What is a Cell Tower?
Cell towers, also known as cell sites, are where electric communications equipment and antennae are mounted, allowing the surrounding area to use wireless communication devices like telephones and radios.
Cell towers are usually built by a tower company or a wireless carrier when they expand their network coverage or capacity, providing a better reception signal in that area. Cell towers are basically everywhere across the United States, although some cities have more than others. And Millman Land was there since the late 1990s, ensuring that the cell towers are all properly inspected.
There are currently more than 307,000 cell towers in the United States. Sometimes they can be spotted on tops of buildings. Other times cities require cell towers to blend into the cityscape seamlessly. Rural areas sometimes hide them in treescapes, disguising them as a tree.
Our wireless services include cell tower surveys, cell tower audits and As-builts. In this article, we aim to tell you more about cell towers and how they work. We also want to address people’s growing concerns over 5G and put to rest the rumors.
How Do Cell Towers Work?
There are over 300 million cell phones being used daily in the United States. Whenever a cell phone is used, it emits an electromagnetic radio wave, called a radio frequency, that is received by the nearest cell tower’s antenna.
Once the cell tower receives this signal, it will transmit the signals to a switching center. This allows the call to be connected to either another mobile phone or to a telephone network. It’s crazy to think all of this happens in mere seconds.
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Parts of a Cell Tower
The insanely fast technology of a cell tower is due to its parts. You’ll hear us mentioning cell carriers a lot in this section. That’s because a lot of the parts of a cell tower are provided by individual cell carriers, also known as wireless networks.
There are four wireless networks in the United States that have the best coverage. Right now the top provider is Verizon, which has 70% 4G coverage. AT&T is in close second with 68%. T-Mobile has 62% and Spring is in fourth with 27%, a major decline in coverage.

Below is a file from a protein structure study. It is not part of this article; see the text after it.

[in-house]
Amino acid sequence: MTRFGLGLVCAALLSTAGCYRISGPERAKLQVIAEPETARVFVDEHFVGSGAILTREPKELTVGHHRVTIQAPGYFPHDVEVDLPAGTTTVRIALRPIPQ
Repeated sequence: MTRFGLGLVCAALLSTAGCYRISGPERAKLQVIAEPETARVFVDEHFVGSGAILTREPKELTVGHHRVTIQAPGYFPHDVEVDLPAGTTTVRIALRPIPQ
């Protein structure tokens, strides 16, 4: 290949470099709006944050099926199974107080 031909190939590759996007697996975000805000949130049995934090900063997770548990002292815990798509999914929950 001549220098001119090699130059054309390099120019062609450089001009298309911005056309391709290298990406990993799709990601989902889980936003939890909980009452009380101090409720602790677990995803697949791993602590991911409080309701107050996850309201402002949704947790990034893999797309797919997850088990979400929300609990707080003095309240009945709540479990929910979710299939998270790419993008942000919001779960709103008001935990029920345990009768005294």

There are actually four different types of cell towers. The first kind is known as a lattice tower. Also called a self-supporting tower, this type of tower offers incredible flexibility. It usually has three or four sides with similar shaped bases.
The second type of tower is a monopole tower. This type of tower features a single steel or concrete tube tower, usually under 50 meters. It only requires one foundation. The antennas are attached to the exterior.
A guyed tower is cost-effective but requires a bigger amount of land. It’s usually built 100 meters or greater, connected buy guy wires to anchor and support it. They are attached to the ground in all directions. Most radio and television towers are guyed towers.
The fourth type is the stealth tower, which we briefly touched upon before. Often required by councils, these are more expensive than the other three options but aim to beautify the community they’re in. They require additional materials that help them hide in plain sight. While much more appealing, they often do not provide the same amount of capacity for tenants.
The equipment on cell towers includes transceivers and other supporting technology. These are installed in cabinets or shelters or any other way that wireless carriers choose to protect them. Some even create outdoor cabinets on concrete pads or prefabricated equipment shelters.
Alright, we’ve touched on antennas a lot, but what are they? There are multiple antennas attached to a cell tower, typically mounted on a head frame. Some towers even have up to 15 antennas per carrier. This number really depends on the antenna’s performance, coverage and capacity requirements.
Utilities and Access
Carriers will also install utilities at the cell tower site. Each carrier has power to run to the site as well as phone service. Each cell tower also requires access by the carriers for initial installation and ongoing maintenance.
Cell Tower Range
The aforementioned parts help determine just how far a cell tower can be a from a cell phone while still able to pick up its signal. That distance is determined by the connecting technology, landscape features (hills, trees and buildings), the power of the tower’s transmitter, the size of the cellphone network and the network’s design capacity.
What’s interesting is that a cell tower will sometimes have their transmitter seat to a lower power on purpose to ensure it doesn’t interfere with neighboring cells.
But even with all of those factors, the typical cell tower can provide service up to 45 miles away. That’s quite impressive! Let’s take a closer look at what various components affect a cell tower’s range and effectiveness.
What Affects a Cell Tower’s Range?
The range of a cell tower is not a fixed figure. That’s because there are so many variables when it comes to the range in which a cell tower connects a mobile device. The most common variables include:
- How hight the antenna is over the surrounding landscape.
- The frequency of the signal in use.
- The rated power of the transmitter.
- The directional characteristics of the antenna array on the site.
- Nearby buildings and vegetation absorbing and reflecting radio energy.